October 2, 2013 at 5:48 pm |
        • Topher

          OKfine

          "Topher How many people could have been at the tower of babel you left for a time and did not answer the question?"

          I'd have to look in the Bible and see what it gives for a timeline and I don't have one in front of me at the moment.

          October 2, 2013 at 5:51 pm |
        • OKfine

          Topher. You posted an answer from answersingenesis by some creationist expert with a formula indicating the growth in population. that worked out to 256 people at babel, are you now backing down for something you posted earlier?

          October 2, 2013 at 5:56 pm |
        • Athy

          Topher says he reads the bible every day. Now I'm beginning to understand his ignorance.

          October 2, 2013 at 5:57 pm |
        • Topher

          OKfine

          "You posted an answer from answersingenesis by some creationist expert with a formula indicating the growth in population. that worked out to 256 people at babel, are you now backing down for something you posted earlier?"

          No, I forgot about it talking about Babel. I'll go read it again.

          October 2, 2013 at 6:00 pm |
        • Topher

          OKfine

          I'm looking at that article again and not seeing where it states a timetable for Babel. If you see it or know of a verse, let me know.

          October 2, 2013 at 6:07 pm |
        • Topher

          Interestingly, that same article goes on to explain what that same population growth would look like if the age of the earth was old ...

          "Evolutionists are always telling us that humans have been around for hundreds of thousands of years. If we did assume that humans have been around for 50,000 years and if we were to use the calculations above, there would have been 332 doublings, and the world’s population would be a staggering figure—a one followed by 100 zeros; that is

          10,000,000,000,000,000,000,000,000,000,000,
          000,000,000,000,000,000,000,000,000,000,
          000,000,000,000,000,000,000,000,000,000,
          000,000,000.

          This figure is truly unimaginable, for it is billons of times greater than the number of atoms that are in the entire universe! Such a calculation makes nonsense of the claim that humans have been on earth for tens of thousands of years."

          October 2, 2013 at 6:18 pm |
        •  

          Godless Vagabond
          The growth of a population is limited by the ability of the environment to support the population increase. There is no fixed, repeatable "doubling period." Growth rate may well be negative during hard times.

          October 2, 2013 at 6:38 pm |
        • Topher

          That's why the story also notes, " In reality, even with disease, famines, and natural disasters, the world population currently doubles every 40 years or so." And why the numbers are generous.

          October 2, 2013 at 6:46 pm |
        • ME II

          @Topher,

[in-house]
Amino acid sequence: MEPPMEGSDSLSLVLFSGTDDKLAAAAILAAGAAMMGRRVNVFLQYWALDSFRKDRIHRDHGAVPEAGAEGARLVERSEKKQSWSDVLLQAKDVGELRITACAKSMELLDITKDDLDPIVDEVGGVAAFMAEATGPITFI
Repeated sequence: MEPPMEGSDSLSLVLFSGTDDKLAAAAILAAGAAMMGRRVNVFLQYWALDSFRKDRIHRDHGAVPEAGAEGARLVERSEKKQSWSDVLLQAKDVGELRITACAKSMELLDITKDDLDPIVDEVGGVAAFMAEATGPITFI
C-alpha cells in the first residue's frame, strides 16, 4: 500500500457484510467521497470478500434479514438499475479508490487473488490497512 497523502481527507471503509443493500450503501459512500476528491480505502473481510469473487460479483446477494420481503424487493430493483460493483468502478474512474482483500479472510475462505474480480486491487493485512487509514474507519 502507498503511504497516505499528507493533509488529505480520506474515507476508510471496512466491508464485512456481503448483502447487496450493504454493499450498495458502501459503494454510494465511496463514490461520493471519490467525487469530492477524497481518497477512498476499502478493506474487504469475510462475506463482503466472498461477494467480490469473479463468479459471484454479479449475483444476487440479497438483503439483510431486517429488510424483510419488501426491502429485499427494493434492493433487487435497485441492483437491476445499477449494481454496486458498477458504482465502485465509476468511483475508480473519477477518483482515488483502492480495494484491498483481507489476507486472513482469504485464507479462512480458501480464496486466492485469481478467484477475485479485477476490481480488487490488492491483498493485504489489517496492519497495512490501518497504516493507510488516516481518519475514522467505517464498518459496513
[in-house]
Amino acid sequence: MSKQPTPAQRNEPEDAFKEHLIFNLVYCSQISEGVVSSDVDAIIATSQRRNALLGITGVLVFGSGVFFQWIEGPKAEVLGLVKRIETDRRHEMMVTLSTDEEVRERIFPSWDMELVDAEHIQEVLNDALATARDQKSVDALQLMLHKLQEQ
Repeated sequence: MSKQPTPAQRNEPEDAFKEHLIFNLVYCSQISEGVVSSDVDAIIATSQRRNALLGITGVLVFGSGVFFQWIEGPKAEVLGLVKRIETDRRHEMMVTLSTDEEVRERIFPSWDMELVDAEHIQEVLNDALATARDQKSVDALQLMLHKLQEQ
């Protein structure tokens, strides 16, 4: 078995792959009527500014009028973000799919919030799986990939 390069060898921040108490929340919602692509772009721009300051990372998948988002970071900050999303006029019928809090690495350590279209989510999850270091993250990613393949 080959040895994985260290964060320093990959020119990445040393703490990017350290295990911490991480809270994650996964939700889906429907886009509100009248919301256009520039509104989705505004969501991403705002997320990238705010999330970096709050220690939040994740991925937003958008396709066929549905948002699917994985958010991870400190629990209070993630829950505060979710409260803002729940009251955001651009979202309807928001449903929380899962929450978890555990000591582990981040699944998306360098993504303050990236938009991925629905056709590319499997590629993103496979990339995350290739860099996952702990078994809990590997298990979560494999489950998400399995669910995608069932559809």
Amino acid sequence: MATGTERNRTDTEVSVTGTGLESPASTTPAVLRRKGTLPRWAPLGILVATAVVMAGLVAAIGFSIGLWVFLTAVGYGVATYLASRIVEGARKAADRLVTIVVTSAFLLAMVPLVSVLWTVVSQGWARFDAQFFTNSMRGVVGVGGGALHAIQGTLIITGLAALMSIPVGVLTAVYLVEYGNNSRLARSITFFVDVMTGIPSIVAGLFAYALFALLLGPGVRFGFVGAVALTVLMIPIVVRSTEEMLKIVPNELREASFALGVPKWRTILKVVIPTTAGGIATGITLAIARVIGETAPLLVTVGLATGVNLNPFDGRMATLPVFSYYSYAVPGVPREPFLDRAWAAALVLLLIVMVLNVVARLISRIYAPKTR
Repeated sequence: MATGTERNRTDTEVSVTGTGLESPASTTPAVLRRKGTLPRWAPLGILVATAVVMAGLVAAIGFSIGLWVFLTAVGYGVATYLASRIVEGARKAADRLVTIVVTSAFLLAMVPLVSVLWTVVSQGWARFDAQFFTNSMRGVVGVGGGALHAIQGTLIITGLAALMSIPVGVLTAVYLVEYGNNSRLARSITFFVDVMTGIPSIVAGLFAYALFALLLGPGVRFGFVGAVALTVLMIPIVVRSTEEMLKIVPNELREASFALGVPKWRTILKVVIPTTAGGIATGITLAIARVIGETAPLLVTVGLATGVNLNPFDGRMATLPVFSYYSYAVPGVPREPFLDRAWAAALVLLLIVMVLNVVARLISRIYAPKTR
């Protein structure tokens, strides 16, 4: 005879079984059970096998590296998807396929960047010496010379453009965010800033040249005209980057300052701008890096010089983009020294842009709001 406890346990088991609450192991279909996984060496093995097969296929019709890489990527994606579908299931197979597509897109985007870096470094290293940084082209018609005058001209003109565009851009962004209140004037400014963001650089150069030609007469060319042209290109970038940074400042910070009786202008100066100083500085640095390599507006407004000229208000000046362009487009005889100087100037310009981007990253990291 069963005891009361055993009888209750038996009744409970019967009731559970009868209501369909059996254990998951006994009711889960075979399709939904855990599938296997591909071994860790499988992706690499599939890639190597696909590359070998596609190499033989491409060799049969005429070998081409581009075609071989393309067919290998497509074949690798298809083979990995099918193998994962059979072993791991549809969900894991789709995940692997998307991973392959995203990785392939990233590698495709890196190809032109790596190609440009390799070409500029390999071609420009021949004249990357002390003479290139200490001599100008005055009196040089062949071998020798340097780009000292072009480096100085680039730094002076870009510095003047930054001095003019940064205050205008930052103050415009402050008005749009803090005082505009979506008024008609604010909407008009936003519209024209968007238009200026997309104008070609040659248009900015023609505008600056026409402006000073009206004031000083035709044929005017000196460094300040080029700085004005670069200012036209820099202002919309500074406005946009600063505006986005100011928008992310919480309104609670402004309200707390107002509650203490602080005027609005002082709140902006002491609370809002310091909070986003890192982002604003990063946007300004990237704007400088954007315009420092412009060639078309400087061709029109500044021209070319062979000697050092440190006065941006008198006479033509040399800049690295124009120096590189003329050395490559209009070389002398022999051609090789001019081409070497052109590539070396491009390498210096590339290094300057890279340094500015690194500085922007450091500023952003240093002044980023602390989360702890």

That's silly. Using growth rate as a clock only works in an ideal environment with organisms that pretty much just eat and reproduce, like bacteria in a petri dish, neither which happen with humans on Earth.

          October 2, 2013 at 6:57 pm |
        • Topher

          ME II

          Well, clearly we don't see that many people and the numbers work against an old earth. But with exponential growth we see clearly that it was possible to have enough people in the Biblical model.

          October 2, 2013 at 7:09 pm |
        • ME II

          @Topher,
          "Well, clearly we don't see that many people and the numbers work against an old earth."

          What a crock. "the numbers" work fine for an old earth, because it is not an ideal situation and people do not simply eat and reproduce, i.e. no exponential growth.

          "But with exponential growth we see clearly that it was possible to have enough people in the Biblical model."

          Incorrect. See above.

          October 3, 2013 at 10:41 am |
    • Madtown

      Yep, true. Because it says so in Genesis.

      October 2, 2013 at 3:58 pm |
      • Robert Brown

        Amen

        October 2, 2013 at 4:09 pm |
    • Youtube - Neil DeGrasse Tyson - The Perimeter of Ignorance

      Well, now that is overstating the position, as we say, for you have failed to provide any evidence. But, like George Bush, you can always choose to believe whatever you like, you just can't expect to make believers of the rest of us ... without proof.

      October 2, 2013 at 4:01 pm |
      • Robert Brown

        Just ask God, he'll give you all the proof you need.

        October 2, 2013 at 4:10 pm |
        • Madtown

          Lot's of people ask God for this, and believe they receive it. Curiously(or not), they follow a completely different religion than you. Are they wrong?

          October 2, 2013 at 4:15 pm |
        • Robert Brown

          Madtown,

          Yep, they are wrong.

          October 2, 2013 at 5:22 pm |
        • Cpt. Obvious

          Robert, what objective tool do you utilize to measure the accuracy of people's claim to know the mind and will of god? What objective tool should we, your critics, utilize to measure the accuracy of your claims concerning god and his nature?

          October 2, 2013 at 5:24 pm |
        • Robert Brown

          Capt.

          I don't have an objective tool. I would encourage other believers to pray and ask God whether he created in six literal days or a longer period.

          October 2, 2013 at 5:32 pm |
        • Cpt. Obvious

          Seems pretty arrogant to call other people's beliefs wrong when you have no tool to measure the degree of accuracy of their claims or your own. But then again, you're a Christian.